5 steps to prevent injuries in the workplace

5 steps to prevent injuries in the workplace

Make your workplace safer and your bottom line fatter

When someone is injured at work, it impacts both the person and the employer. An injury can cause negative consequences to a person’s quality of life. The employer will suffer absence of the employee, with the ensuing loss of production on top. There may also be healthcare bills to pay, and if the employer is found to be at fault there may also be fines, compensation and court costs.

More than 600,000 people are injured at work every year. The estimated cost of non-fatal injuries in 2015/16 was £5.3 billion. If you don’t prevent injuries in your workplace, a slice of that cost will fall on you.

By taking a methodical approach to health and safety policies in the workplace, you are less likely to be the employer with a hefty injury cost shrinking your profits. This simple five-step process will help you.

1.      Understand your current workplace injury trends

Take a look at your recent injury and illness records – your accident report books, first aid records, and so on. Is there a noticeable trend? Look at these sources of information as both a big picture and in their detail, on a department-by-department, office-by-office, warehouse-by-warehouse approach.

Any trends that you see are a clear indication of something being wrong, or not working right. There could be a number of reasons, including:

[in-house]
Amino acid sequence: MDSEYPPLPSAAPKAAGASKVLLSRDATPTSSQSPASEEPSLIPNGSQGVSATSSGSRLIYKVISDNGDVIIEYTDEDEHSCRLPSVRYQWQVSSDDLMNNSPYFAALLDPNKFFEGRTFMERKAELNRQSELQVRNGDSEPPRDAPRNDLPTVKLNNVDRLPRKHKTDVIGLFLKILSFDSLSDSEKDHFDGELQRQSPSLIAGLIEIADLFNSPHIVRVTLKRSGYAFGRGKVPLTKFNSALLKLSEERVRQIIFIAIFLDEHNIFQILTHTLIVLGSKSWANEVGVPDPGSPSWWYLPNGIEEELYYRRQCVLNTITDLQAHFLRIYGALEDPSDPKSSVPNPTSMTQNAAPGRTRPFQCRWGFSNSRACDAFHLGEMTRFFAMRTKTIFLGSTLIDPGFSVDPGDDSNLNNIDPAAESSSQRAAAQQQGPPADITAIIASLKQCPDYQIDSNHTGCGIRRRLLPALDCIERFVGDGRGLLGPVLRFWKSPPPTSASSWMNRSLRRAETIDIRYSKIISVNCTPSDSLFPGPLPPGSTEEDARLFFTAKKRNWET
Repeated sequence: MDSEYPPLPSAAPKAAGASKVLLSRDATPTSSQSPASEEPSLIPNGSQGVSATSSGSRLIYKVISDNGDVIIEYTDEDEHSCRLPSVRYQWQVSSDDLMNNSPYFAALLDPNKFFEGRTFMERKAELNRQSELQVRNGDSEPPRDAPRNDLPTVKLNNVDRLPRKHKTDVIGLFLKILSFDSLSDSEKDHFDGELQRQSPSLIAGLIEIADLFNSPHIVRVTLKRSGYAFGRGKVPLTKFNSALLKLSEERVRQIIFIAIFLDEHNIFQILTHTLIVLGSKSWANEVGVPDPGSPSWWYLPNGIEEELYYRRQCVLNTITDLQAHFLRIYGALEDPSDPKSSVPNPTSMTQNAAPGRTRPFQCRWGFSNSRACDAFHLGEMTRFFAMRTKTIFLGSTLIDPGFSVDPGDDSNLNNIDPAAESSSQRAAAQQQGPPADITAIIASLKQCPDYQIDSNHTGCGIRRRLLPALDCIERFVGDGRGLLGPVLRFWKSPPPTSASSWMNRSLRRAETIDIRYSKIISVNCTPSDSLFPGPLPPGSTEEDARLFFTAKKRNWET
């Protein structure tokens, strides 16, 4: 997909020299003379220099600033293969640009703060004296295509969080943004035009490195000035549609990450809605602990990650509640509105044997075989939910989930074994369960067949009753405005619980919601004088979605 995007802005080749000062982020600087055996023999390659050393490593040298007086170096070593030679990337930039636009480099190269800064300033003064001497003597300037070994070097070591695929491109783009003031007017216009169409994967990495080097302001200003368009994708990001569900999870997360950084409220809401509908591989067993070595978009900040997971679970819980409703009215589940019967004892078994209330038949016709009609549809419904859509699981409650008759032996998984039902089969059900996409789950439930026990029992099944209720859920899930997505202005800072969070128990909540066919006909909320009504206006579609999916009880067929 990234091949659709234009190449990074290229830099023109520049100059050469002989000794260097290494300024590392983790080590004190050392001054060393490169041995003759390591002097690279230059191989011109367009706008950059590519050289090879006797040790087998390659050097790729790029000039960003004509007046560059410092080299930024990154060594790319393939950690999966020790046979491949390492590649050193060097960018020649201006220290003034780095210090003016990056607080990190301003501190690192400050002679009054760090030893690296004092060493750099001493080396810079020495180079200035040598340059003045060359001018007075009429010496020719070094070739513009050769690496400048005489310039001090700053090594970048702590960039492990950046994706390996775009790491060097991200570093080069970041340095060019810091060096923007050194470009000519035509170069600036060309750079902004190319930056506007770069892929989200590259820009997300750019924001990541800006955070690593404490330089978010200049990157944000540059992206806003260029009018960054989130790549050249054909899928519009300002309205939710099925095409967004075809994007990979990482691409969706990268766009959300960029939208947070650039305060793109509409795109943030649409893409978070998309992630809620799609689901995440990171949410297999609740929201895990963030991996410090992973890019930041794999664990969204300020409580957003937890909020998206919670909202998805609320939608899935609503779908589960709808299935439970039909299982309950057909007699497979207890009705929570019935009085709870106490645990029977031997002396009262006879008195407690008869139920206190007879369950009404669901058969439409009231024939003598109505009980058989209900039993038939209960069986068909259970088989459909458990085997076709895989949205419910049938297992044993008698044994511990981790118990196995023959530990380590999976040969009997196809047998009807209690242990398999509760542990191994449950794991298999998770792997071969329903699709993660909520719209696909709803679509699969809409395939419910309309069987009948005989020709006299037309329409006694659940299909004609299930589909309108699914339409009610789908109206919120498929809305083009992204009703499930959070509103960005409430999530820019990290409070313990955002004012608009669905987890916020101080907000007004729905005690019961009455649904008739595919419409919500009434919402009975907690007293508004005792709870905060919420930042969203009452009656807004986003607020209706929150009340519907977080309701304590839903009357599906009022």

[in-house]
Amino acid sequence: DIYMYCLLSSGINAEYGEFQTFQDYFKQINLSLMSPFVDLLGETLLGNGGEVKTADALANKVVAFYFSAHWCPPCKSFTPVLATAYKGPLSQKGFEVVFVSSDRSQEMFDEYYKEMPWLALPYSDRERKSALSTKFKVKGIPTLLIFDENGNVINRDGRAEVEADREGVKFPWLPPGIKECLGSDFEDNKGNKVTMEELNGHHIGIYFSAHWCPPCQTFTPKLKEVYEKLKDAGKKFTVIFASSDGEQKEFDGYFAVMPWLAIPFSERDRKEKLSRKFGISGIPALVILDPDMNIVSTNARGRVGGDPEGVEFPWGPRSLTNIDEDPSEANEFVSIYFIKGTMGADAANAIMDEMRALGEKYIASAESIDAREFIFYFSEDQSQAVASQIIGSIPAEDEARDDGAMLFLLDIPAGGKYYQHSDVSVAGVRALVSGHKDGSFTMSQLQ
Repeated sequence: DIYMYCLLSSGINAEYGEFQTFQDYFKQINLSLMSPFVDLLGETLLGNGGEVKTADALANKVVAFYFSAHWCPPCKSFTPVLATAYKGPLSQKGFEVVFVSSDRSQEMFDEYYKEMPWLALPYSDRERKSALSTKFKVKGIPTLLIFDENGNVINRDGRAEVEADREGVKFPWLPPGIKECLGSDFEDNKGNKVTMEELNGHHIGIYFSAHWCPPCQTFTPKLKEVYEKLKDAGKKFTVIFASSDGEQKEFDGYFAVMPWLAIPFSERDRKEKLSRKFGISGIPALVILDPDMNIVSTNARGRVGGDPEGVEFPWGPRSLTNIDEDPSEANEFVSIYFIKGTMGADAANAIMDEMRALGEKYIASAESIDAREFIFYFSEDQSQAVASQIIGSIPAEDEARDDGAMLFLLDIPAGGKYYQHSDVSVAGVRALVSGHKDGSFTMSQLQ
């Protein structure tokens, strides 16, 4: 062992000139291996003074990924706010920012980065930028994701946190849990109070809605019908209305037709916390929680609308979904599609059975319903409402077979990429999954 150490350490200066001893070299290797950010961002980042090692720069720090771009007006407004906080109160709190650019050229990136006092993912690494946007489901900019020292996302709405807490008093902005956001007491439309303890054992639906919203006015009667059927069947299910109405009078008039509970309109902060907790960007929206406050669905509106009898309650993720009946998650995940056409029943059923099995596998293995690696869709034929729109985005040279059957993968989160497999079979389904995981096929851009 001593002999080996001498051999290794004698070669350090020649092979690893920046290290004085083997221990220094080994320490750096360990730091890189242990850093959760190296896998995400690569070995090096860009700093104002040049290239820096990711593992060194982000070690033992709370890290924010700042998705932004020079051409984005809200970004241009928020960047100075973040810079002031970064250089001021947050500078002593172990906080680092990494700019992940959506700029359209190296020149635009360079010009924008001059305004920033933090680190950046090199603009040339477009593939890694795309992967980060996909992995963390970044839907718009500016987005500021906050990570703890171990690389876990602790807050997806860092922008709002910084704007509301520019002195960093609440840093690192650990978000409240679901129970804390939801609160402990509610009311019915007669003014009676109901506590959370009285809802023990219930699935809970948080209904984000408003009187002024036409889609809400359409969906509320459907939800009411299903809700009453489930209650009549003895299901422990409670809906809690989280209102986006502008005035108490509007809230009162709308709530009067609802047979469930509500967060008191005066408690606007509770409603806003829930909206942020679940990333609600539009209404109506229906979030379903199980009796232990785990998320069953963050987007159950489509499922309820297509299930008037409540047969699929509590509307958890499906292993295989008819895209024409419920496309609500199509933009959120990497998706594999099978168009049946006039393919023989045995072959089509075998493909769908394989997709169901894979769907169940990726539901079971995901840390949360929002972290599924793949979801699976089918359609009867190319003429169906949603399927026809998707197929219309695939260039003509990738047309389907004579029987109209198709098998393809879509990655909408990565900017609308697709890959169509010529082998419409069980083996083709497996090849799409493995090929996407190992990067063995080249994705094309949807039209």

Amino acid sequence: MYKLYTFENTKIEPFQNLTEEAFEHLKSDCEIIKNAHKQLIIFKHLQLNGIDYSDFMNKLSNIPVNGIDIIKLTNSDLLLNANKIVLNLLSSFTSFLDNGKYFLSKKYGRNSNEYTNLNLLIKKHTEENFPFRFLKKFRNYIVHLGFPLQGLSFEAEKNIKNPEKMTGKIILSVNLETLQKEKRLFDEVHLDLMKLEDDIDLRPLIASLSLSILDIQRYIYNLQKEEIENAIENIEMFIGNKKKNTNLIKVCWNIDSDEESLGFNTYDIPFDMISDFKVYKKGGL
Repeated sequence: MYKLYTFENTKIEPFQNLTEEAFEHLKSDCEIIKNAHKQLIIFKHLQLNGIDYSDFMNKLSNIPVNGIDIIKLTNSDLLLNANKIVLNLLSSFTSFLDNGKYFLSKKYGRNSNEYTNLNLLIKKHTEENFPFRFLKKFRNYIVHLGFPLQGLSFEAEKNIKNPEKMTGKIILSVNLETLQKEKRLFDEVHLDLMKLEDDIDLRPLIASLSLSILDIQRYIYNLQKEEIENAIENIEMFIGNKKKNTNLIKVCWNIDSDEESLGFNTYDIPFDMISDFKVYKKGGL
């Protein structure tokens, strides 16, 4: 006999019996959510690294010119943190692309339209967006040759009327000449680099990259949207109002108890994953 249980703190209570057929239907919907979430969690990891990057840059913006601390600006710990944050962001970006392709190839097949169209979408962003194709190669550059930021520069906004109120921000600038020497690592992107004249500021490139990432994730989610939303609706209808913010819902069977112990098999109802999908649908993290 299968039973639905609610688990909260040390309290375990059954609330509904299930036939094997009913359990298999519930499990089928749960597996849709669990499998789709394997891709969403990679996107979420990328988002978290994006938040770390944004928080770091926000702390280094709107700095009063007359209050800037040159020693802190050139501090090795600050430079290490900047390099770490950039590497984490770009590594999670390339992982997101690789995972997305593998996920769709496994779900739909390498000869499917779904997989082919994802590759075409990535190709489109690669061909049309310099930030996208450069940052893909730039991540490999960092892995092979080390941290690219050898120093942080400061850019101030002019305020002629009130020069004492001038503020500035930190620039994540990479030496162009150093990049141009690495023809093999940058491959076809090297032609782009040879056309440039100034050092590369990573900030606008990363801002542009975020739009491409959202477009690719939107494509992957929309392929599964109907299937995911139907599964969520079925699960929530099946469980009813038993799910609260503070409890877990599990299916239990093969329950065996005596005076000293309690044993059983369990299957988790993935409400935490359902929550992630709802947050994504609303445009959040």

Your challenge now is to identify causes to reduce the frequency of trending injuries.

2.      Conduct a risk assessment

Now you know the most likely injuries in your workplace, you will need to conduct risk assessments for the hazards you uncover. This will help you to identify:

  • Who is at risk
  • What the specific risks are
  • What precautions may be needed

If you have more than five employees, you will need to keep a record of your risk assessments.

3.      Determine the best health and safety practices

Get your employees involved in this – they know their jobs better than anyone. In this step, you are aiming to produce a health and safety policy. Individual areas which you may produce policies for include:

  • Processes and procedures
  • Equipment
  • Hazardous substances
  • Workplace equipment and safety measures (e.g. guards on machines)
  • Personal protective equipment to be worn and used
  • Specific polices for work practices and personal (e.g. no jewellery)

4.      Implement health and safety training

Developing a health and safety policy is one thing, getting it out there and making it work is another. You should implement a training regime to onboard employees in the new workplace practices, educating them so that they more fully understand the hazards in the workplace and their responsibilities to help control them and prevent injuries.

5.      Create awareness

The last step is to create awareness of health and safety issues, so they remain in everyone’s thoughts. Ideas here include:

  • A dedicated slot for discussion during team meetings
  • Posters and fliers alerting and reminding workers of specific hazards
  • Monitoring and assessing progress against previously identified trends
  • Reviewing risk assessments and health and safety policy regularly
  • Encouraging employees to engage with health and safety issues and to report concerns

Sounds like a lot of work, doesn’t it? It needn’t be. Contact Sentry today to book your free, no-obligation demo and discover an easier way to avoid H&S hazards in the workplace.

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